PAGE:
A few weeks ago, logo designer Alex Jay posted a fascinating article on his blog about Ira Schnapp, a man we both have an interest in, as he was the main logo, cover lettering and house ad designer and letterer for DC Comics from about 1949 to 1968. I’ve written several articles about Schnapp recently, but in all my research I failed to uncover what Alex did: a series of 24 newspaper articles like the one above, published in The Toledo (Ohio) Blade from January to July of 1940. Since Schnapp lived in New York and the articles were published in Ohio, it seems likely they were syndicated, though there’s no information about that in any of them.
While Ira Schnapp is revered by some for his lettering and design work, until Alex came up with these articles (you can see poor but readable reproductions of all of them in his post), nothing he had written or drawn had ever come to light in the comics world, as far as I know. Jack Adler of DC Comics, who worked with Ira, once said that he was well educated, and knew a lot of things one wouldn’t expect. Yet, Alex Jay found evidence in the 1940 census that Ira had only two years of high school education. This strip proves Ira did know a lot about classical art, and we can only guess that he was self-educated, making good use of libraries and other resources to build the kind of knowledge seen in these articles.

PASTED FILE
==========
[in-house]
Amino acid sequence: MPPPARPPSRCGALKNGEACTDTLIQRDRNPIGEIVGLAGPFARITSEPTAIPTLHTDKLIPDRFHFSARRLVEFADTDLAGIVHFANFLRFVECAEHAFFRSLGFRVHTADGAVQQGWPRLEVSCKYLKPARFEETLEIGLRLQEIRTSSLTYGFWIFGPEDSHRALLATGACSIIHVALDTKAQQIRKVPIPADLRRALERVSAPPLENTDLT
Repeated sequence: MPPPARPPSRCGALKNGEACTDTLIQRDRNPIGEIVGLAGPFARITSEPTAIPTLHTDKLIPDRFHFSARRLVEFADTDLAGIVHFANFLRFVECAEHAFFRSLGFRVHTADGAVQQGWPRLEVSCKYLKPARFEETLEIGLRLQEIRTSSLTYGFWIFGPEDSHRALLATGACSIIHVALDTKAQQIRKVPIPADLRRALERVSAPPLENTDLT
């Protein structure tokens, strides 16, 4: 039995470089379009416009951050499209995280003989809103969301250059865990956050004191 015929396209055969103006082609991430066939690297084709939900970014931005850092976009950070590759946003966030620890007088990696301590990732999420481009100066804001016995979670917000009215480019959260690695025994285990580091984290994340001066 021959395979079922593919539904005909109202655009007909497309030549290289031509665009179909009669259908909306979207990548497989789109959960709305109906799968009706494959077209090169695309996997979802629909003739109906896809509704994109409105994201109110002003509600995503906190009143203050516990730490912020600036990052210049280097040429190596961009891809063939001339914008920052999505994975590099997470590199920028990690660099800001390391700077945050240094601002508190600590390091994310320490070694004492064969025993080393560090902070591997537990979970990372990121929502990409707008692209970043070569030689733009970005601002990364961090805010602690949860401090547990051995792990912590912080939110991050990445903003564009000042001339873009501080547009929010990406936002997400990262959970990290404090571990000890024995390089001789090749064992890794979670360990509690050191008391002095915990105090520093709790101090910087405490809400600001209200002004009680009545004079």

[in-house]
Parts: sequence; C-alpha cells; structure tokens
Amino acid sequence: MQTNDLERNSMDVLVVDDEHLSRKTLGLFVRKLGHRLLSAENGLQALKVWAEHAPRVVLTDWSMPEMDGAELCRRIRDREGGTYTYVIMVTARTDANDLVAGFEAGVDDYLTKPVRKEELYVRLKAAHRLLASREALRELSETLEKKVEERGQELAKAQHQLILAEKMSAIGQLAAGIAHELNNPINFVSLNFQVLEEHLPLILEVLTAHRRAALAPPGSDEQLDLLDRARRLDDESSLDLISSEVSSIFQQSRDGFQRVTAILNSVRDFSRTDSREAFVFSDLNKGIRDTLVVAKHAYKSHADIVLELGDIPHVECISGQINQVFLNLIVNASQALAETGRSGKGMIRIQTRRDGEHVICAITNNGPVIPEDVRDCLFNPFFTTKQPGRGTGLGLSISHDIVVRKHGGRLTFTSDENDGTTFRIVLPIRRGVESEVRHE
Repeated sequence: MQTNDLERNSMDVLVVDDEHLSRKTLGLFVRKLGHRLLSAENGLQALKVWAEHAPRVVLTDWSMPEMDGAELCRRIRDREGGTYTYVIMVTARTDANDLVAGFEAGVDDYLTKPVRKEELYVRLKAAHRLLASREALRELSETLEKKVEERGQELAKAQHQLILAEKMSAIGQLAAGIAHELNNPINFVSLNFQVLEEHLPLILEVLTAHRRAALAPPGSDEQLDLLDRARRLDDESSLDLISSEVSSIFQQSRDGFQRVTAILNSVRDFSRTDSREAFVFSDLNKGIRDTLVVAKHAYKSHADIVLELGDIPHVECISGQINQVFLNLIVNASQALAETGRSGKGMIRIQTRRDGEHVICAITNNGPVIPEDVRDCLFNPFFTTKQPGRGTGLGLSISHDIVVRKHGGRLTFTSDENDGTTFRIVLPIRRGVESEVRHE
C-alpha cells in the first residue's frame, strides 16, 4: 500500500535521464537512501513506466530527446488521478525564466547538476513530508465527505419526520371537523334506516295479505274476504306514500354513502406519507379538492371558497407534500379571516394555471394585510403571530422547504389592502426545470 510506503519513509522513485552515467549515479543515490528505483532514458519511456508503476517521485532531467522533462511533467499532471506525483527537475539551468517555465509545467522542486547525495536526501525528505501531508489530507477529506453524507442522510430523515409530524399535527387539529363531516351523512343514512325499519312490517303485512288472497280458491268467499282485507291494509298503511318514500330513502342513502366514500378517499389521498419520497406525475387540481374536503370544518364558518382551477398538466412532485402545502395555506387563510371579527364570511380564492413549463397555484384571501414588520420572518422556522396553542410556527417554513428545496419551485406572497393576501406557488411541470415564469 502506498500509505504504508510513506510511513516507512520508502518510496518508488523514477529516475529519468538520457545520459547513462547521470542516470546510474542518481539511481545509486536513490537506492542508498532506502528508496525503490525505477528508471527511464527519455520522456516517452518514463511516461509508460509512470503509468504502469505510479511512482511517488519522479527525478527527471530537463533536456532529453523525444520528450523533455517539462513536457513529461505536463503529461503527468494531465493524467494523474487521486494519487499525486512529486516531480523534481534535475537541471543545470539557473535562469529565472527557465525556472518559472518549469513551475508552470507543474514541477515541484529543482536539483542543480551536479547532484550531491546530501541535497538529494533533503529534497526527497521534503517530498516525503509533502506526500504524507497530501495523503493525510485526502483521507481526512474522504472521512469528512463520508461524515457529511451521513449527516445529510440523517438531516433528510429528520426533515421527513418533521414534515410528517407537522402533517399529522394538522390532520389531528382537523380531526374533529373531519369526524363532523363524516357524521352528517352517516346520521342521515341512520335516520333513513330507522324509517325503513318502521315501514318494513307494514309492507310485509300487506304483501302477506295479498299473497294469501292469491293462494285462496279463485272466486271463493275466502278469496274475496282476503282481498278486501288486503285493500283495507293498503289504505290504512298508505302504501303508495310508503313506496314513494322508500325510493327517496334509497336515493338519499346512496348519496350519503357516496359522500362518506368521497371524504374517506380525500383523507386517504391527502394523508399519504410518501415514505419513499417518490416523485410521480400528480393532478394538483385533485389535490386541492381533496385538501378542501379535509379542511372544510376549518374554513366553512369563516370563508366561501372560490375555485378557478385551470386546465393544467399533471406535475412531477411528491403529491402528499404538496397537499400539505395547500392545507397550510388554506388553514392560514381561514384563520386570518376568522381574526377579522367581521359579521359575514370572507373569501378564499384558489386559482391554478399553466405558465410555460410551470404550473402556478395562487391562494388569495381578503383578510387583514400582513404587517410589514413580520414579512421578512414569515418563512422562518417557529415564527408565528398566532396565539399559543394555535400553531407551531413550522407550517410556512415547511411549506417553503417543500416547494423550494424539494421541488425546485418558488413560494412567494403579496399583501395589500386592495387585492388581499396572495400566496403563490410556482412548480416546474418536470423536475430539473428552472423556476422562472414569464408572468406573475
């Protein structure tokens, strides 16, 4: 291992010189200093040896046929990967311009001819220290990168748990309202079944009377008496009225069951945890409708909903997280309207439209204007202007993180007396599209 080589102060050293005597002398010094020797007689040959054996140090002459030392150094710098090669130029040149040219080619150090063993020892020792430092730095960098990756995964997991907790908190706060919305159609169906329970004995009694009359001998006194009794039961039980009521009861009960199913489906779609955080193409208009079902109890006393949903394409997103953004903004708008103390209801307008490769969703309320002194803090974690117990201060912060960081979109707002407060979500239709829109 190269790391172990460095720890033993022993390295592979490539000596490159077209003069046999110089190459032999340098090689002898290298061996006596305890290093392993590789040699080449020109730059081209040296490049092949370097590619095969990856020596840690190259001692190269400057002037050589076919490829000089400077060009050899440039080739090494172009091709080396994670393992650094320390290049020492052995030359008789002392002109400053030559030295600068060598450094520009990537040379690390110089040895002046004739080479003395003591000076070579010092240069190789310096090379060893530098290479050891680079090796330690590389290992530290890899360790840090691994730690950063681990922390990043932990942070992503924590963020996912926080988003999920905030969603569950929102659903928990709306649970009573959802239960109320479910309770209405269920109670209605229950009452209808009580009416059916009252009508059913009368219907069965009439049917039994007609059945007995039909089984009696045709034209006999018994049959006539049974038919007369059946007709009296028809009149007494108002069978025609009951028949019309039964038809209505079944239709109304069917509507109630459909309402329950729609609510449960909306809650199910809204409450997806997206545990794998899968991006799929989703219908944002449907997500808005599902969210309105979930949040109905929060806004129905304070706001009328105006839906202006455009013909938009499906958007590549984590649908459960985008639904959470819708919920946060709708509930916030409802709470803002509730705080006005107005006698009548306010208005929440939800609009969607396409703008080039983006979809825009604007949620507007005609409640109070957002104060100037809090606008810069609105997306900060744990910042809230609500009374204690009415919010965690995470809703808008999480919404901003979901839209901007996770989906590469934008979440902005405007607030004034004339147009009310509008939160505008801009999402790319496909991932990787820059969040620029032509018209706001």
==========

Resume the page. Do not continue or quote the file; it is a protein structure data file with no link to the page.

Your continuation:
So, Alex found poor scans of the articles, each of which describes and shows a particular piece of art by a wide range of artists. The articles are interesting and well written, if rather dry. The art is all done by Ira (some of it signed) interpreting the original paintings, sculptures and so forth in line work, as well as a portrait of the artist. While newspapers are notoriously bad at reproducing such things, I thought the scans we had must be even worse, and suggested to Alex that, if we could find examples of the printed articles, the art would look a lot better. About a week later, Alex had found four of the 24 articles for sale on an eBay store! The price was quite high for some old, browning newsprint clippings, but we both made offers to the seller anyway. I was willing to pay more than Alex, and so ended up with the articles. I’ve scanned them for this post, and at the end of it are links to higher resolution scans, if you’re interested.
Here’s a detail from the painting as reproduced by Schnapp. It looks to me to have been drawn on some kind of textured paper and then inked with a combination of regular brush or pen lines first. Then texture was added either with a dry brush or a china marker (also known as a grease pencil or a lithography crayon) allowing the texture of the paper to come through in varying amounts. While this is probably a pale shadow of the original art, it’s miles better than the poor scans Alex found online, and I think pretty attractive work.